The players, coaches and support staff, numbering more than 1,000, would live under quarantine at one of the large resorts near Disney World for an undetermined length of time, said those people, who requested anonymity because they were not authorized to speak on the matter.

Teams would practice and play primarily at ESPN Wide World of Sports, which sits on 220 acres as part of Disney’s massive footprint in central Florida. Disney-owned ESPN is one of MLS’s broadcast partners.

[…]

The league is expected to accelerate plans over the next two weeks and set the framework for resuming a season that, because of the novel coronavirus pandemic, was shuttered after two weekends.

In jurisdictions where such activities are permitted, several teams have begun voluntary individual workouts, including the Dynamo in Houston. The league has postponed all matches until at least June 8, though the realistic timetable stretches deeper into the summer.

MLS hopes to soon allow players to begin training as part of small groups in local markets, a step the Bundesliga took last month before ramping up operations. The elite German circuit, along with the country’s second division, will resume this weekend with matches played without spectators.

Other European soccer leagues have also made plans to restart their seasons in the coming weeks.

Under its Orlando plan, MLS would welcome teams for workouts and multiple matches per day, which ESPN platforms would carry. It’s unclear whether the league’s other TV partners, Fox Sports and Univision, would show games.

This story came from the Washington Post. This plan is kinda sorta like the original Major League Baseball plan, which would have had all the games played in Arizona; that plan has now morphed into something that would have games played in most league cities. As with MLB, this plan would include games in an empty facility, isolating all the players and other personnel needed for the games – which means they would be away from their families for several months – and regular testing, with some contingency in reserve for if/when there’s a positive test. Money will be an issue, and while the state of Florida is “reopening”, sports facilities like ESPN Wide World of Sports are not yet included in that. So, fair to say, there are still details to iron out. But if you’ve been waiting for news about a sport other than baseball, there you go.

Appeals court upholds vote by mail order

Second round goes to the plaintiffs.

A state appeals court upheld a temporary order Thursday from a state district judge that could greatly expand the number of voters who qualify for mail-in ballots during the coronavirus pandemic, rebuffing Attorney General Ken Paxton’s effort to have the ruling put on hold while he appeals it.

In a 2-1 split along party lines, a panel of the 14th Court of Appeals of Texas said it would let stand state District Judge Tim Sulak’s ruling from last month that susceptibility to the coronavirus counts as a disability under state election law and is a legally valid reason for voters to request absentee ballots. Paxton has been fighting that ruling and had argued that his pending appeal meant the lower court’s ruling was not in effect.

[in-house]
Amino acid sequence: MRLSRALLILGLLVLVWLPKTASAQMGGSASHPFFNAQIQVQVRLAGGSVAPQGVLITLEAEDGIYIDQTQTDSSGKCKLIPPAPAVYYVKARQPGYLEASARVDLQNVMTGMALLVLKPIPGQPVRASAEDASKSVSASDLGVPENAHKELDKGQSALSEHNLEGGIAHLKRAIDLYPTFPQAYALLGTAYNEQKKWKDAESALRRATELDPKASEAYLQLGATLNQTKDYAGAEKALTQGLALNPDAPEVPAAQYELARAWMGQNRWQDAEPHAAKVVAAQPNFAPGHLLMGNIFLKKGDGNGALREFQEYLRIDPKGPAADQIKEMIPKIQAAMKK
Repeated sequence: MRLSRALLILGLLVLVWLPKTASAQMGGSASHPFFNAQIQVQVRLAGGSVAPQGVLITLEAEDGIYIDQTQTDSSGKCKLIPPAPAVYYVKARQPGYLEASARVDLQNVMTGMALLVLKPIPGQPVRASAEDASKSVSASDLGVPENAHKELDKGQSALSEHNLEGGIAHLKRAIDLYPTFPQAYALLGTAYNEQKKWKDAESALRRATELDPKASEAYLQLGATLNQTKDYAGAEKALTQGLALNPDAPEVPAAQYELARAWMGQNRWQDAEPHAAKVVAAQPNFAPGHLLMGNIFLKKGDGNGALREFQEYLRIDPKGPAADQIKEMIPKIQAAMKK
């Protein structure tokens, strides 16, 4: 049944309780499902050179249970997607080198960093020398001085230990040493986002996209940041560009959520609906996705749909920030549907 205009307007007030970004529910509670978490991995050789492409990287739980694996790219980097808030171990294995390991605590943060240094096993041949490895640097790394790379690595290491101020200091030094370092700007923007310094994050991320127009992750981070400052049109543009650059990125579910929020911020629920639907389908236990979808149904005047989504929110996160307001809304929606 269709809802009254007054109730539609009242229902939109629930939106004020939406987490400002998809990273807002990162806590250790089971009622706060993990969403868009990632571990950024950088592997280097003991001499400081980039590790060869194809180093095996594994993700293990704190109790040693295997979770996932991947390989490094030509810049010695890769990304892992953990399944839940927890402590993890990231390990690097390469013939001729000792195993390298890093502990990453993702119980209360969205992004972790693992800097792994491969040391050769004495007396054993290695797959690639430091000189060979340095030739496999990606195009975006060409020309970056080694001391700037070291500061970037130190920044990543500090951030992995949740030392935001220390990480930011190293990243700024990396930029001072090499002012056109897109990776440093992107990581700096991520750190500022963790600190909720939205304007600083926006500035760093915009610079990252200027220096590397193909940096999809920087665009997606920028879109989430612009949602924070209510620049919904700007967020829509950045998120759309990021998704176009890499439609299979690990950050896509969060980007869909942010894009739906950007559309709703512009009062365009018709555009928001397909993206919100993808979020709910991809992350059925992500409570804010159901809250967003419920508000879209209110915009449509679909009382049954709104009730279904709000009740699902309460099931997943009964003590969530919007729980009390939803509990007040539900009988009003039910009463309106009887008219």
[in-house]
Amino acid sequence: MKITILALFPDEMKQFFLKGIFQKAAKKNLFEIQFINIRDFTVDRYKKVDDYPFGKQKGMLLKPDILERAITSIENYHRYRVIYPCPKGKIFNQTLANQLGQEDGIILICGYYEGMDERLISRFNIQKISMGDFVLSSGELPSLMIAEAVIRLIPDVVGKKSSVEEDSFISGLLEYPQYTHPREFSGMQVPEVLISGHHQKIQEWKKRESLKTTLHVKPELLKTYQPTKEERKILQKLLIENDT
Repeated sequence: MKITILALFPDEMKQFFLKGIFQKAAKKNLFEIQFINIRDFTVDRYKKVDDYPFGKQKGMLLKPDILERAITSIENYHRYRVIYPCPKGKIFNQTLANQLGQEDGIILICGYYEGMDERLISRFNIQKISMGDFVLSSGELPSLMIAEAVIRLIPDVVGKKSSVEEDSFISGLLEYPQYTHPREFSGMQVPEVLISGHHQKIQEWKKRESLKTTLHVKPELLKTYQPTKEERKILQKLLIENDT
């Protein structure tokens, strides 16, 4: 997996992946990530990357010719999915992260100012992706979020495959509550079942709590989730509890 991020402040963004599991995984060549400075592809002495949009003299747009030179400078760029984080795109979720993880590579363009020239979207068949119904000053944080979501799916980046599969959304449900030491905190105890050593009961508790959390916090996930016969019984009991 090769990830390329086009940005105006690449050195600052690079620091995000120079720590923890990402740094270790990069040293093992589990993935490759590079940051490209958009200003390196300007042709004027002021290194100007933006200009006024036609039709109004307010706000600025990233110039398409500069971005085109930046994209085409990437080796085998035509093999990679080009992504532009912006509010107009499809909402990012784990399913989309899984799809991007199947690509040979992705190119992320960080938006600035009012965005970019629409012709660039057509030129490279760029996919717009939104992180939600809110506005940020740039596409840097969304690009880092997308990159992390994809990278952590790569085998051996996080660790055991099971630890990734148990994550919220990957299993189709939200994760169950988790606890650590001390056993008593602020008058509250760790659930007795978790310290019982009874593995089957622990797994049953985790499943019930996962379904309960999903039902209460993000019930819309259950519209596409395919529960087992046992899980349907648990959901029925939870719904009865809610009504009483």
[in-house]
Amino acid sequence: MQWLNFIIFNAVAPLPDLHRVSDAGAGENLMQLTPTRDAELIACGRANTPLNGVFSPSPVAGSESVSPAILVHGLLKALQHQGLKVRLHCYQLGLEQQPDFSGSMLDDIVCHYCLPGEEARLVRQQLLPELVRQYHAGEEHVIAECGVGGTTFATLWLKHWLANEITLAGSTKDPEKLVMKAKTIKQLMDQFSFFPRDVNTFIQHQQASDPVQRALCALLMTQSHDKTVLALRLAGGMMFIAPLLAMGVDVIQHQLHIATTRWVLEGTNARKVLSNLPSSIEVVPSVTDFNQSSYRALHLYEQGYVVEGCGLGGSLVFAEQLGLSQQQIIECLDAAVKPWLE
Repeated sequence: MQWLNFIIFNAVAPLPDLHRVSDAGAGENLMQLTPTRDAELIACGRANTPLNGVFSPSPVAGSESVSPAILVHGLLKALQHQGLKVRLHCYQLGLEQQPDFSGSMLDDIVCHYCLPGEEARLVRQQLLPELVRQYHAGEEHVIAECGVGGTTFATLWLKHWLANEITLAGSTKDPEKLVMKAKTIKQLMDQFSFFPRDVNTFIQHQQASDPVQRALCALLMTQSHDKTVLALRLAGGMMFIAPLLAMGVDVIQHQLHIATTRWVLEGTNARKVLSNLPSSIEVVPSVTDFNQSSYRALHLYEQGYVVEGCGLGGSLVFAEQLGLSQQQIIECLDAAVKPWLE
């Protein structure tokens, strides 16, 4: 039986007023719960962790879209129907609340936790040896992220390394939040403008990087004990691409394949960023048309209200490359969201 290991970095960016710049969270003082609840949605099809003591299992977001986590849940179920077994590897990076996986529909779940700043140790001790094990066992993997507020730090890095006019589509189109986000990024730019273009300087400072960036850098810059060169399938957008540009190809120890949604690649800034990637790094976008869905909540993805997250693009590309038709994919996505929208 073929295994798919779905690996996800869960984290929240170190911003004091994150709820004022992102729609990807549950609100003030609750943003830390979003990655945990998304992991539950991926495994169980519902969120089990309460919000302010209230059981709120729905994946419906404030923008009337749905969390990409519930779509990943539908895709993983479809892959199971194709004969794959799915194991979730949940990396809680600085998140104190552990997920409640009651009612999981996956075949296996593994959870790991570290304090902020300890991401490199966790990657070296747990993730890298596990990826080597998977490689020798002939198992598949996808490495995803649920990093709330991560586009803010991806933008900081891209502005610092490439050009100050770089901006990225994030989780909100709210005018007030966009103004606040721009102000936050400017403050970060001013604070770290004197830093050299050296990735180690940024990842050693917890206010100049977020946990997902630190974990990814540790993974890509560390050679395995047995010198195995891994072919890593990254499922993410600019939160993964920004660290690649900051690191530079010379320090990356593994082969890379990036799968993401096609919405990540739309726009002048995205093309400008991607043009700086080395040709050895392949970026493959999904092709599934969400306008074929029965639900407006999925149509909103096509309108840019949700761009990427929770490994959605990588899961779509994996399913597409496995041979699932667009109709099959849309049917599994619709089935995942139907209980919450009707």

[…]

“Eligible voters can vote by mail during this pandemic,” Chad Dunn, the Texas Democratic Party’s general counsel, said in a statement Thursday. “It is time for a few state officers to stop trying to force people to expose themselves to COVID-19 in order to vote.”

In response to the appeals court’s ruling, a spokesperson for Paxton said his office will “look forward to the Texas Supreme Court resolving this issue.”

See here, here, and here for the background. A copy of the court’s order is here, and of the dissent is here. If you believed that Paxton went to the Supreme Court even before the 14th Court ruled on this motion for the purpose of gaining political advantage, the 2-1 partisan split in this ruling is not going to dissuade you. The Supreme Court’s gonna do what the Supreme Court’s gonna do, but that seems to me to not be a great sign. Sorry to be a party pooper, but it’s hard to miss the symbolism of that. The Chron has more.

Speaking of the Supreme Court, they have requested a response from the counties named in Paxton’s writ of mandamus no later than 4 PM on Monday the 18th. I don’t think we’ll have to wait much longer to hear from them.

I should note that despite my pessimism in that first paragraph, there are some Republicans who are fine with pushing mail ballots to anyone who wants them. Like Kathaleen Wall, for example:

[Wall] has sent out mailers in recent weeks telling voters they have the “green light” to vote by mail and that the secretary of state has cleared them to do so if they are worried about contracting or spreading the virus by voting in person.

[…]

The controversy in the 22nd District has caught the attention of state officials. The secretary of state’s office says it “has been made aware of the mailings that have been sent out and have been in touch with representatives of the Wall campaign.”

“We have informed them that certain statements attributed to the Secretary of State’s office are categorically false, instructed them to update voters who have already been contacted, and to immediately cease further distribution,” a spokesman for the office, Stephen Chang, said in a statement.

Wall’s campaign says she is doing her best to keep voters up to date on the fast-changing developments around voting by mail, pointing to posts on her website and social media that have come in addition to the mailers. In a statement, the candidate defended sending out the vote-by-mail applications.